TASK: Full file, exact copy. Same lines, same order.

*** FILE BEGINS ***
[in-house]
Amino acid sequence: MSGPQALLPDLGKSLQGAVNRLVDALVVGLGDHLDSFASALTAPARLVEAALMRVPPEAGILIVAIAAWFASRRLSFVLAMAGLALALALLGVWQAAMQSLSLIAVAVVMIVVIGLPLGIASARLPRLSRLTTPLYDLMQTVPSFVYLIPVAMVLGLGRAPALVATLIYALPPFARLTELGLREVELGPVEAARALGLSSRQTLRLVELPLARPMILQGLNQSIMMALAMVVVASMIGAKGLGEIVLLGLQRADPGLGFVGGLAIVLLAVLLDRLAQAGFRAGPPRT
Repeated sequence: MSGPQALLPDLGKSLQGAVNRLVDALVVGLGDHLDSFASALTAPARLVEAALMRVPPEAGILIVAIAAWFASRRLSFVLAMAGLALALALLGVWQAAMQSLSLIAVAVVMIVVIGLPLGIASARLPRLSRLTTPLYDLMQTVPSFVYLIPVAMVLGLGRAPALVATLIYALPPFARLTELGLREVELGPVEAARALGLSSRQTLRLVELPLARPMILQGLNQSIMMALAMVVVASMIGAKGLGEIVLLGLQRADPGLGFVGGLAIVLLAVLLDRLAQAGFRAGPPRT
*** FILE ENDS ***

[in-house]
Amino acid sequence: MSGPQALLPDLGKSLQGAVNRLVDALVVGLGDHLDSFASALTAPARLVEAALMRVPPEAGILIVAIAAWFASRRLSFVLAMAGLALALALLGVWQAAMQSLSLIAVAVVMIVVIGLPLGIASARLPRLSRLTTPLYDLMQTVPSFVYLIPVAMVLGLGRAPALVATLIYALPPFARLTELGLREVELGPVEAARALGLSSRQTLRLVELPLARPMILQGLNQSIMMALAMVVVASMIGAKGLGEIVLLGLQRADPGLGFVGGLAIVLLAVLLDRLAQAGFRAGPPRT
Repeated sequence: MSGPQALLPDLGKSLQGAVNRLVDALVVGLGDHLDSFASALTAPARLVEAALMRVPPEAGILIVAIAAWFASRRLSFVLAMAGLALALALLGVWQAAMQSLSLIAVAVVMIVVIGLPLGIASARLPRLSRLTTPLYDLMQTVPSFVYLIPVAMVLGLGRAPALVATLIYALPPFARLTELGLREVELGPVEAARALGLSSRQTLRLVELPLARPMILQGLNQSIMMALAMVVVASMIGAKGLGEIVLLGLQRADPGLGFVGGLAIVLLAVLLDRLAQAGFRAGPPRT